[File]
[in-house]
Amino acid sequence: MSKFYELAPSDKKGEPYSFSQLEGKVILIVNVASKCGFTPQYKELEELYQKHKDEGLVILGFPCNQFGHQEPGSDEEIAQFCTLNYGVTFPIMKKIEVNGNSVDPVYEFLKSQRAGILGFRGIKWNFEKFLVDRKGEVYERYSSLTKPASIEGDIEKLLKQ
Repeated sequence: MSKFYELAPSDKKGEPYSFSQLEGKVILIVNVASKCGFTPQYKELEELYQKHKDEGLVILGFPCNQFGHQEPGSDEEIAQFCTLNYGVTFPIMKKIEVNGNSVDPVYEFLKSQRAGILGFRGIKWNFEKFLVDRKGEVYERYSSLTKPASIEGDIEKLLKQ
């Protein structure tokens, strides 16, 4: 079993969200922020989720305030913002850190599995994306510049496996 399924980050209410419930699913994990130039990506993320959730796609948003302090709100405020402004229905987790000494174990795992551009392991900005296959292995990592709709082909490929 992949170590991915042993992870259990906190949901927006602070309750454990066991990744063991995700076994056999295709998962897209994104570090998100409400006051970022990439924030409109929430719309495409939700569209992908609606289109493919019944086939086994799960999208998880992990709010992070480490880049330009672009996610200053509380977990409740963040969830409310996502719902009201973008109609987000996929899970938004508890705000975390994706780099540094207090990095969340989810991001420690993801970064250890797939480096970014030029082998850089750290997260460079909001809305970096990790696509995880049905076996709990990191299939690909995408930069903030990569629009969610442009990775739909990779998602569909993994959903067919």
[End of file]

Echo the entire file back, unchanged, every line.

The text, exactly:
[in-house]
Amino acid sequence: MSKFYELAPSDKKGEPYSFSQLEGKVILIVNVASKCGFTPQYKELEELYQKHKDEGLVILGFPCNQFGHQEPGSDEEIAQFCTLNYGVTFPIMKKIEVNGNSVDPVYEFLKSQRAGILGFRGIKWNFEKFLVDRKGEVYERYSSLTKPASIEGDIEKLLKQ
Repeated sequence: MSKFYELAPSDKKGEPYSFSQLEGKVILIVNVASKCGFTPQYKELEELYQKHKDEGLVILGFPCNQFGHQEPGSDEEIAQFCTLNYGVTFPIMKKIEVNGNSVDPVYEFLKSQRAGILGFRGIKWNFEKFLVDRKGEVYERYSSLTKPASIEGDIEKLLKQ
């Protein structure tokens, strides 16, 4: 079993969200922020989720305030913002850190599995994306510049496996 399924980050209410419930699913994990130039990506993320959730796609948003302090709100405020402004229905987790000494174990795992551009392991900005296959292995990592709709082909490929 992949170590991915042993992870259990906190949901927006602070309750454990066991990744063991995700076994056999295709998962897209994104570090998100409400006051970022990439924030409109929430719309495409939700569209992908609606289109493919019944086939086994799960999208998880992990709010992070480490880049330009672009996610200053509380977990409740963040969830409310996502719902009201973008109609987000996929899970938004508890705000975390994706780099540094207090990095969340989810991001420690993801970064250890797939480096970014030029082998850089750290997260460079909001809305970096990790696509995880049905076996709990990191299939690909995408930069903030990569629009969610442009990775739909990779998602569909993994959903067919």